Like Santa Fe, all I knew about Denver was that it was called Denver. In deference to its surroundings I always imagined a low-slung town, fields leading away to the rough mountainscape. Wandering into an unexpected city in my path, I discover it is in fact huge. A Harley rider sets me on back course to Boulder as I wind my way through the massive concrete thoroughfares.
I get into Boulder and wander around footwise, eventually cruising along with a guy who’s using a makeshift fishing rod with a cup on the end to solicit change; he gives me the lowdown on this expensive but low key student town. We wander past a poet on demand, origami artist, fortune teller, masseuse, all doing way better than my friend, even if they share the same boardwalk. The other kids sitting with their sad looking dogs and ragged clothes don’t seem to have caught on to the lesson there yet.
The original plan was to join my host for the Glow Bike Ride, but that would have involved avoiding detours. My modus operandi favours adapting plans than more than sticking to them, but even I am surprised how well the red string of fate guides me: When I spot a couple of girls in bikinis covered in glitter and glow paint I chance asking if either of them know Sarah – “That’s me!” the one with the pink wig, bugeye 80’s shades, and giant smile answers. Who wouldn’t be smiling after riding through the bicycle-choked streets of Boulder with a hundred and fifty other glowing, laughing bon-vivants?
After some drinks with the blindingly technicolour crew we crash for the night at her place. But first, a much-needed shower. There are so many shoes hanging from the bathroom door it doesn’t even close. The way complete strangers open up their doors to me with no reservations is a humbling display of generosity and trust.
The next day I monkey around the nearby cliffs before returning Sarah’s key and moving onward. The Rocky Mountain National Park sounds like a fun route to Utah.
First, massive elk out on the plains. Then, the tree line drops away and the clouds thicken around me as I climb higher and higher, snow swirling around as the mercury drops. Reminds me of riding in Vietnam – sharp switchbacks, squinting to try and discern any signs of incoming traffic, wiping moisture off the visor. At least this time I have rain gear.
I’d planned on going right through the mountains in one day, but the quality of the ride compels me to slow down and savour the experience.
Eventually the sun begins to set, and I find a spot by a river where I can set up my hammock. It’s cold as a witch’s tit out here; boiled rice serves as much to heat me as feed me. My eyes are teary from trying to eat a fire pepper some Natives gifted me on the way here, and I’m tired, so tired that I decide that all my moto gear plus rain clothes should keep me as warm as a sleeping pad.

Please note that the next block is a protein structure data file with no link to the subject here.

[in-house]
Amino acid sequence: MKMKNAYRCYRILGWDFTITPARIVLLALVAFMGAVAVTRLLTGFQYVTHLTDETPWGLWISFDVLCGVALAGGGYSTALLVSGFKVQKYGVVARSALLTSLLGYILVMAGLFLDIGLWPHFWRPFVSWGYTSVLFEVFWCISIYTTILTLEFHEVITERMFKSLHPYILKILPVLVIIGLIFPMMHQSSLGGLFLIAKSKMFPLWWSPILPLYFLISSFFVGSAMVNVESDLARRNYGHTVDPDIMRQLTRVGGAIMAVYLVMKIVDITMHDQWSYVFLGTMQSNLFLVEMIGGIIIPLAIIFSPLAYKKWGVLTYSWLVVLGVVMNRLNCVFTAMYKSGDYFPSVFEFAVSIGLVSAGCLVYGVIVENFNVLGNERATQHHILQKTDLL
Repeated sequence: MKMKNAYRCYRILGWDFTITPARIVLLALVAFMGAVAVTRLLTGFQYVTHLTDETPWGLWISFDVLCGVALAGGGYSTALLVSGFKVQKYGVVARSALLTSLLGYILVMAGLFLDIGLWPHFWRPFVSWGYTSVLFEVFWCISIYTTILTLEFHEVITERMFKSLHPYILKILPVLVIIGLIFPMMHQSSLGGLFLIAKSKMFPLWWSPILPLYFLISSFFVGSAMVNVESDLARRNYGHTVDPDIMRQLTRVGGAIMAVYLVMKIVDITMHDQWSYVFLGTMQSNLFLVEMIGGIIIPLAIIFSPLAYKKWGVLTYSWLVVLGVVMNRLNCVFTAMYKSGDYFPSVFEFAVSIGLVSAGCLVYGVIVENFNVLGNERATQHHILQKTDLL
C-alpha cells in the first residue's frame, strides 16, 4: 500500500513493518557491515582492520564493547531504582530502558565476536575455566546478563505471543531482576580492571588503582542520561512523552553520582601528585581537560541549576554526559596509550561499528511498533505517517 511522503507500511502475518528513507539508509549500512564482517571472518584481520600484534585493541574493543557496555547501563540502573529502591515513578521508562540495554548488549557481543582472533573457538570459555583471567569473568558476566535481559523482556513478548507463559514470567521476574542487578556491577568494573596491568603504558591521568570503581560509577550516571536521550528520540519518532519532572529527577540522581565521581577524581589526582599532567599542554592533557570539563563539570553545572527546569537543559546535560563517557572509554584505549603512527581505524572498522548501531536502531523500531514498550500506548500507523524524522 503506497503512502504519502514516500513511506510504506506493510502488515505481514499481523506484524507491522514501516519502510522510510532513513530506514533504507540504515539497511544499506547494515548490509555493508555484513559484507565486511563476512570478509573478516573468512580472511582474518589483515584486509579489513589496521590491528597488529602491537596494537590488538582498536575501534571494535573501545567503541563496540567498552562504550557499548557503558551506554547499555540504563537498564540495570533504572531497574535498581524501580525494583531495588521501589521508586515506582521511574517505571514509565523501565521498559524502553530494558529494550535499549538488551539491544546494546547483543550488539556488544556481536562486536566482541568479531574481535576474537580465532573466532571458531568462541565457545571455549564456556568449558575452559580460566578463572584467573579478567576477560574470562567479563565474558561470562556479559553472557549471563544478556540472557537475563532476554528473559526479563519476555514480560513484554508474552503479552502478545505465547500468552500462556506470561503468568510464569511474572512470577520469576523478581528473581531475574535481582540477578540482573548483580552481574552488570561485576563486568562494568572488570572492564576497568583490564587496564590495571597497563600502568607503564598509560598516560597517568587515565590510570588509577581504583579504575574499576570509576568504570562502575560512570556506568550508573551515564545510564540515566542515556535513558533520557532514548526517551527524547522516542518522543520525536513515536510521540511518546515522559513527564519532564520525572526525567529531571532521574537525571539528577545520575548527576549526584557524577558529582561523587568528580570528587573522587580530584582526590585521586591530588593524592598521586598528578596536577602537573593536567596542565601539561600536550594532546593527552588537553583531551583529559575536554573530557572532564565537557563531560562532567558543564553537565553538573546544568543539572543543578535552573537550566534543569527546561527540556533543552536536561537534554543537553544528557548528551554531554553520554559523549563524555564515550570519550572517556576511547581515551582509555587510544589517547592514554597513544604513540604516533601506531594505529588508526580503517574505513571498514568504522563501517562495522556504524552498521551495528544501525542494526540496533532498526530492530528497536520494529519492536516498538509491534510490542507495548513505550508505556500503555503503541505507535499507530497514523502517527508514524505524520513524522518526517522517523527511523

It’s well over 2200 meters above sea level here. The temperature drops steadily, sapping my body heat until I have to get out of hammock, inflate the insulation pad, and put on layers just in case. Stripping to your skivvies to slip on long johns at 2A.M. in the mountain cold is not fun. I take another bite of the fire pepper in case it might help. No dice.
I wake up cold and tired, making my way to a town called Leadville where a fruitless attempt at warming up with coffee at least leads to a meeting with fellow rider who maps out a suggested route.
The road winds higher and higher, past fractured mountains, up to Independence Pass, the continental divide at 12,100 feet. Still, the sierra reaches higher, so I accept the challenge and peel off the moto gear. Optimistically, I start running up to the peak – making it maybe five hundred meters before my legs threaten to go on strike. The steep part hasn’t even started yet. At least I’m not cold anymore.
Onward, each summit leads to another, tempting me farther, higher. I do make it, at least an hour later, panting and almost crawling from exhaustion. Somewhere above a raptor circles and pierces the blue skies with its shriek.
My racing pulse is the only sound here apart from the wind. The barren peaks are spread out before me like waves stretching out as far as I can see. I rest and try to drink it all in, a view of the world like I’ve never seen before. A privilege that simply makes me thirst for more.
It’s a feeling similar to ownership – now that I know them like this, intimately, I can think of these mountains as something like mine. That’s what I get to take away from this; when the memories fade the camaraderie with these places will remain, waiting to bring a knowing smile to my face the next time I see them in photos – or should my path lead me back here, in person.
The wind is inescapable up here. Untiringly beating against the lichen-covered rocks, it whips around my intrusion and pursues me all the way back to my motorcycle and reality.